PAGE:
Child psychiatric disorders are common and treatable, but often go undetected and therefore remain untreated. To assess the Strengths and Difficulties Questionnaire (SDQ) as a potential means for improving the detection of child psychiatric disorders in the community. SDQ predictions and independent psychiatric diagnoses were compared in a community sample of 7984 5- to 15-year-olds from the 1999 British Child Mental Health Survey. Multi-informant (parents, teachers, older children) SDQs identified individuals with a psychiatric diagnosis with a specificity of 94.6% (95% Cl 94.1-95.1%) and a sensitivity of 63.3% (59.7-66.9%). The questionnaires identified over 70% of individuals with conduct, hyperactivity, depressive and some anxiety disorders, but under 50% of individuals with specific phobias, separation anxiety and eating disorders. Sensitivity was substantially poorer with single-informant rather than multi-informant SDQs. Community screening programmes based on multi-informant SDQs could potentially increase the detection of child psychiatric disorders, thereby improving access to effective treatments.
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          FACTOR: a computer program to fit the exploratory factor analysis model.

          Exploratory factor analysis (EFA) is one of the most widely used statistical procedures in psychological research. It is a classic technique, but statistical research into EFA is still quite active, and various new developments and methods have been presented in recent years. The authors of the most popular statistical packages, however, do not seem very interested in incorporating these new advances. We present the program FACTOR, which was designed as a general, user-friendly program for computing EFA. It implements traditional procedures and indices and incorporates the benefits of some more recent developments. Two of the traditional procedures implemented are polychoric correlations and parallel analysis, the latter of which is considered to be one of the best methods for determining the number of factors or components to be retained. Good examples of the most recent developments implemented in our program are (1) minimum rank factor analysis, which is the only factor method that allows one to compute the proportion of variance explained by each factor, and (2) the simplimax rotation method, which has proved to be the most powerful rotation method available. Of these methods, only polychoric correlations are available in some commercial programs. A copy of the software, a demo, and a short manual can be obtained free of charge from the first author.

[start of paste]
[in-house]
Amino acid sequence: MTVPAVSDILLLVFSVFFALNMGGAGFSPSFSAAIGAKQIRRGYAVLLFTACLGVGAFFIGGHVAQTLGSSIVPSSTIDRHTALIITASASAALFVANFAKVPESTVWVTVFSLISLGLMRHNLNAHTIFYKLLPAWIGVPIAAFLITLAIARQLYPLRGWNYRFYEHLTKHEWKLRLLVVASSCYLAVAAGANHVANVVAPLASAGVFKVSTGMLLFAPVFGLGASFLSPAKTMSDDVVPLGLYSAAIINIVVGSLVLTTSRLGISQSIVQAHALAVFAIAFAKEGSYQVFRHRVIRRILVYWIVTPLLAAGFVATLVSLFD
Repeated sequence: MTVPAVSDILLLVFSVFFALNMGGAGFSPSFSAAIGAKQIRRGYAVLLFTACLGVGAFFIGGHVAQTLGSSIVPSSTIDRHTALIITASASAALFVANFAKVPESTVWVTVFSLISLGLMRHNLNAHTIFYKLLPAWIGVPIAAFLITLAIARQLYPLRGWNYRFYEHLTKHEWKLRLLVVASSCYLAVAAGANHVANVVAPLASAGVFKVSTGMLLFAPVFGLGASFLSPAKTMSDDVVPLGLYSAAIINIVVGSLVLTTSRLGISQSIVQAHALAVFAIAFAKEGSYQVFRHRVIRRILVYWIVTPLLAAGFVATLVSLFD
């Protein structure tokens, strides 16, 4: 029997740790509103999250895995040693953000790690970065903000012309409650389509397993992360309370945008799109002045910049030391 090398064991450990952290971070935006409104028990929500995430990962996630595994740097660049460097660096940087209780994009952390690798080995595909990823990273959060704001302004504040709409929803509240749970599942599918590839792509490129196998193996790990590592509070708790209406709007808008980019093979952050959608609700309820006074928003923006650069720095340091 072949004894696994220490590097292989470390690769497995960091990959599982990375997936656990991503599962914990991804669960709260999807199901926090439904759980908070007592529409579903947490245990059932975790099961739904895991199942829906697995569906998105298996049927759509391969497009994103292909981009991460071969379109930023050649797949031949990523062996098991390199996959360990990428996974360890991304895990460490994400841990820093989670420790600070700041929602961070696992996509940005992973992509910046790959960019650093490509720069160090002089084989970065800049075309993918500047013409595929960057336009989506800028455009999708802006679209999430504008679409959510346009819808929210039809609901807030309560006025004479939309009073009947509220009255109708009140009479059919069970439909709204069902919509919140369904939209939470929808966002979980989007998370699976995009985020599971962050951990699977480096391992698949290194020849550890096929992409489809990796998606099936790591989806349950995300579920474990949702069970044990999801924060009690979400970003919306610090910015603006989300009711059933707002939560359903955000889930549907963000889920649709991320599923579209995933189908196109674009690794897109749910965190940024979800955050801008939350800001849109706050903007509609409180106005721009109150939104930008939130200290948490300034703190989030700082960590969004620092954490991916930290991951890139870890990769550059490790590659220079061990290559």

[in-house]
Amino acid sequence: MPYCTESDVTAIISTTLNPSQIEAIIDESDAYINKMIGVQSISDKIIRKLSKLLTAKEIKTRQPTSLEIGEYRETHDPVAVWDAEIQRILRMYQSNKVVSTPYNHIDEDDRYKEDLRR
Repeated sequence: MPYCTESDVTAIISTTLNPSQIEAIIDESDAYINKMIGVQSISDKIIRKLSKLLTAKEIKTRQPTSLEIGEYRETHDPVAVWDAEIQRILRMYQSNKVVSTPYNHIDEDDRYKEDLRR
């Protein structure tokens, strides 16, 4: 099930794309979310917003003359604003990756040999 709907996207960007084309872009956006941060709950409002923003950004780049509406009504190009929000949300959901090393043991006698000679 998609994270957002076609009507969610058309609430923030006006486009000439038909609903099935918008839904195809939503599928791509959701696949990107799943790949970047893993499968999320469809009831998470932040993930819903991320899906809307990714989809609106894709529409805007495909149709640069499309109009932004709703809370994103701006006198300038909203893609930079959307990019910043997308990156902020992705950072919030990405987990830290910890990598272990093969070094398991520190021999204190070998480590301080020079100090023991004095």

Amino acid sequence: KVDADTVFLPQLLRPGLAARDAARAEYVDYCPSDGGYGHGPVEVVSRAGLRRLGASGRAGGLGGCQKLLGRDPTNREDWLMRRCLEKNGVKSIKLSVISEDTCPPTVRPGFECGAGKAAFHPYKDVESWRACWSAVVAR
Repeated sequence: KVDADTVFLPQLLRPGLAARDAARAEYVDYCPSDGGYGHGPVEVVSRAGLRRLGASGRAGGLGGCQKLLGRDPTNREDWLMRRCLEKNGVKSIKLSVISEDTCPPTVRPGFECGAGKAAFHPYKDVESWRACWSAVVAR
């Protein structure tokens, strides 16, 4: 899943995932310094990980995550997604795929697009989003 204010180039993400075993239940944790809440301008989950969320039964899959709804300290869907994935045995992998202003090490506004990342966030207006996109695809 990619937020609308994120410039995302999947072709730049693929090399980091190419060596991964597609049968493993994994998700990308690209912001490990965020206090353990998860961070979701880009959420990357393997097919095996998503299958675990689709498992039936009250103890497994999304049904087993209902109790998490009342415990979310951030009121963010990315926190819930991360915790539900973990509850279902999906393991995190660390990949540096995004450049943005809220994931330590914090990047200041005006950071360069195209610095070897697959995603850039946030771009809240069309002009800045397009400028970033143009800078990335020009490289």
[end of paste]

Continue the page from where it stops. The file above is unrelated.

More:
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            Author and article information

            Affiliations
            [1 ]Teaching Unit of Psychiatry and Psychological Medicine, Department of Medicine, University of Valencia, Valencia, Spain
            [2 ]CIBERSAM, Instituto de Salud Carlos III, Madrid, Spain
            [3 ]Research Unit for the Analysis of Mortality and Health Statistics, University of Alicante, Alicante, Spain
            [4 ]Burriana Center of Mental Health, Burriana, Spain
            [5 ]Paterna Center of Mental Health, Paterna, Spain
            [6 ]CIBERSAM, Instituto de Salud Carlos III, Madrid, Spain
            [7 ]Department of Clinical Medicine, Universitat Miguel Hernández, Sant Joan d’Alacant, Spain
            Contributors
            Journal
            BMC Psychiatry
            BMC Psychiatry
            BMC Psychiatry
            BioMed Central
            1471-244X
            2013
            22 March 2013
            : 13
            : 95
            23522343
            3623874
            1471-244X-13-95
            10.1186/1471-244X-13-95
            Copyright © 2013 Gómez-Beneyto et al.; licensee BioMed Central Ltd.

            This is an Open Access article distributed under the terms of the Creative Commons Attribution License ( http://creativecommons.org/licenses/by/2.0), which permits unrestricted use, distribution, and reproduction in any medium, provided the original work is properly cited.